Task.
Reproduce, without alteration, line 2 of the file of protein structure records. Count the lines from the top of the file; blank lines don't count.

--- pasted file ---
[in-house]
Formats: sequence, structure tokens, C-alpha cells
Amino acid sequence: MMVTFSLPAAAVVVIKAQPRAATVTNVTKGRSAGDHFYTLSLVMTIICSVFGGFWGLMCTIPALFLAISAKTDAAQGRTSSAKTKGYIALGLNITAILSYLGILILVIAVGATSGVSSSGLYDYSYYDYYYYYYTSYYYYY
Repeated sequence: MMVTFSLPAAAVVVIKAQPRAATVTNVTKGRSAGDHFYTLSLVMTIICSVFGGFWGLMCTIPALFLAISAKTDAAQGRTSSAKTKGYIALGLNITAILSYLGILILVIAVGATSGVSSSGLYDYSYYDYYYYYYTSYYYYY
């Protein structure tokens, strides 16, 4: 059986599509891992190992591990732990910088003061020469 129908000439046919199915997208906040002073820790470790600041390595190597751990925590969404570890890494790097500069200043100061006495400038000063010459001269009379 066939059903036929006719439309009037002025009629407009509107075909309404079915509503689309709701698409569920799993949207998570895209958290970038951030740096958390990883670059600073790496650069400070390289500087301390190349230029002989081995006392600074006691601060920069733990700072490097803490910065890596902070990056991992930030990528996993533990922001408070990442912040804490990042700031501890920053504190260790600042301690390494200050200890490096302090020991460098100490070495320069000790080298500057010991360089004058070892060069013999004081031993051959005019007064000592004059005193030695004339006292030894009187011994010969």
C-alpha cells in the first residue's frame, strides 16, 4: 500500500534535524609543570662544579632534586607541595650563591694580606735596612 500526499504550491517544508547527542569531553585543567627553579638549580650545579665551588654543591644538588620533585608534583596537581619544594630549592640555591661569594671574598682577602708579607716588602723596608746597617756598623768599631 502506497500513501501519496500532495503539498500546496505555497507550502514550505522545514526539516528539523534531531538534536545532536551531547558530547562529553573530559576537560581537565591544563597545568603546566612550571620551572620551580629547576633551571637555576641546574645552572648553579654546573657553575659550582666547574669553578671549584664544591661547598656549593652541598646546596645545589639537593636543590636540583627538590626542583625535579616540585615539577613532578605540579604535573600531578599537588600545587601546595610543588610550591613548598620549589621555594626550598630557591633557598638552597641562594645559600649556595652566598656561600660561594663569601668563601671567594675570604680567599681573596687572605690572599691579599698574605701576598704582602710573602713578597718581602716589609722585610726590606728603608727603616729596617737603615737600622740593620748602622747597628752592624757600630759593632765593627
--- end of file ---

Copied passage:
Formats: sequence, structure tokens, C-alpha cells